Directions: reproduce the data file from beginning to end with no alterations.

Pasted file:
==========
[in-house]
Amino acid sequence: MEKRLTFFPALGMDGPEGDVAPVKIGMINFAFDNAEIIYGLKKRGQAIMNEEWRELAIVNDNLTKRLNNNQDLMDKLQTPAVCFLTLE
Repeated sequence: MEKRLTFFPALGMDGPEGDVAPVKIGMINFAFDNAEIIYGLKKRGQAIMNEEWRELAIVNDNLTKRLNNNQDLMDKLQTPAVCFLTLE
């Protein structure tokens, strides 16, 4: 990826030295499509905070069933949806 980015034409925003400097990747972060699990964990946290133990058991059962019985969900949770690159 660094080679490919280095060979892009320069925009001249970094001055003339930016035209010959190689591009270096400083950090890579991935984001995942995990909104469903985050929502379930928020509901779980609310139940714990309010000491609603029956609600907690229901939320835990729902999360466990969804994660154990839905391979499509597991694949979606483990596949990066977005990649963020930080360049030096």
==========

[in-house]
Amino acid sequence: MEKRLTFFPALGMDGPEGDVAPVKIGMINFAFDNAEIIYGLKKRGQAIMNEEWRELAIVNDNLTKRLNNNQDLMDKLQTPAVCFLTLE
Repeated sequence: MEKRLTFFPALGMDGPEGDVAPVKIGMINFAFDNAEIIYGLKKRGQAIMNEEWRELAIVNDNLTKRLNNNQDLMDKLQTPAVCFLTLE
């Protein structure tokens, strides 16, 4: 990826030295499509905070069933949806 980015034409925003400097990747972060699990964990946290133990058991059962019985969900949770690159 660094080679490919280095060979892009320069925009001249970094001055003339930016035209010959190689591009270096400083950090890579991935984001995942995990909104469903985050929502379930928020509901779980609310139940714990309010000491609603029956609600907690229901939320835990729902999360466990969804994660154990839905391979499509597991694949979606483990596949990066977005990649963020930080360049030096």